Cops. If you think they only show up at anti-authoritarian punk rock shows in Putin's Russia, think again. They also showed up at blues-rock band JuxTApose's CD release party ... twice.
"Not everybody can handle blues rock the way JuxTApose does it," said keyboardist Cassidy Warner. "And apparently, not our neighbors. But the cops were really nice. They decided everything we were doing was fine, we just needed to keep the noise down."
JuxTApose released its debut EP, World of Trouble, in the upstairs garage of the band members' home (affectionately referred to as the "JuxTAcrib"), in a manner that blurred the lines between underground rock and alternative college party.
Admission was free. Kegs of beer were provided at the cost of $5 a cup. Opening bands came from as far as Chicago. After the first visit from the police, members of the band and their friends lined the walls with mattresses to dampen the sound. After the fact, Warner is still adamant that this do-it-yourself approach has been — and will remain — the core of JuxTApose.
"We've always had this in-house mentality," Warner said. "This is a local blues rock band. No one is going to do it for us, and we have all these skills in our group of people. Why shouldn't we do it? Being the way we are, we like to go over the top. Having a traditional CD release at a bar or venue — there's no way we would've been able to do it the way we wanted to. Having it at our house, everything is in our control."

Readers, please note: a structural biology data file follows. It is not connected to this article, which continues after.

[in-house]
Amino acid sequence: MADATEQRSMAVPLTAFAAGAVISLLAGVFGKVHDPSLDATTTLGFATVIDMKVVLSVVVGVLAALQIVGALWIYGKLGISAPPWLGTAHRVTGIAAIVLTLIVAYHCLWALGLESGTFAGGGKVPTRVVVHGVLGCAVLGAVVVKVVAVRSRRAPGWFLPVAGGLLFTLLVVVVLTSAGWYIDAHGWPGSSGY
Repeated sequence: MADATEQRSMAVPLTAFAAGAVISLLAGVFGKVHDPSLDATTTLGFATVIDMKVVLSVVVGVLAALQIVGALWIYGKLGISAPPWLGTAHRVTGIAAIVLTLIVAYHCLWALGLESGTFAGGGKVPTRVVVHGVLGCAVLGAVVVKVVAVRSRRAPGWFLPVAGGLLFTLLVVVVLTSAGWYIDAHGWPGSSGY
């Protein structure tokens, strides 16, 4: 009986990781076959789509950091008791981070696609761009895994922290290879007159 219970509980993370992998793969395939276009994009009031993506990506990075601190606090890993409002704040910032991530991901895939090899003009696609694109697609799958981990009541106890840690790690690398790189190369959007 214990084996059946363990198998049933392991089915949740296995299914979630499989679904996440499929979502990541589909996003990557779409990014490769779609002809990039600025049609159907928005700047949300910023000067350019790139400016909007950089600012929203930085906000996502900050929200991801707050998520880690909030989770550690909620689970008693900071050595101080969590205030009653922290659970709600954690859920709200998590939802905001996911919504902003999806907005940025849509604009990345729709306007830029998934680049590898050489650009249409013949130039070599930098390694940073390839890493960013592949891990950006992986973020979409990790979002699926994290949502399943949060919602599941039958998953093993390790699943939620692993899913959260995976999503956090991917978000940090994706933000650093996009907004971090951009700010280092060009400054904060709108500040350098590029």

For the band members, this creative work ethic runs through everything they do. World of Trouble is a collection of songs written over the past three years.
"This is really the cream of the crop," Warner said. "The title of the band is JuxTApose, and I don't think it's egotistical of me to say we live up to the name quite well. This is not a carbon copy blues rock album. Every song is completely different from the one before it. If you're looking for an eclectic mix of music, this is it."
World of Trouble is available on iTunes and Amazon.com.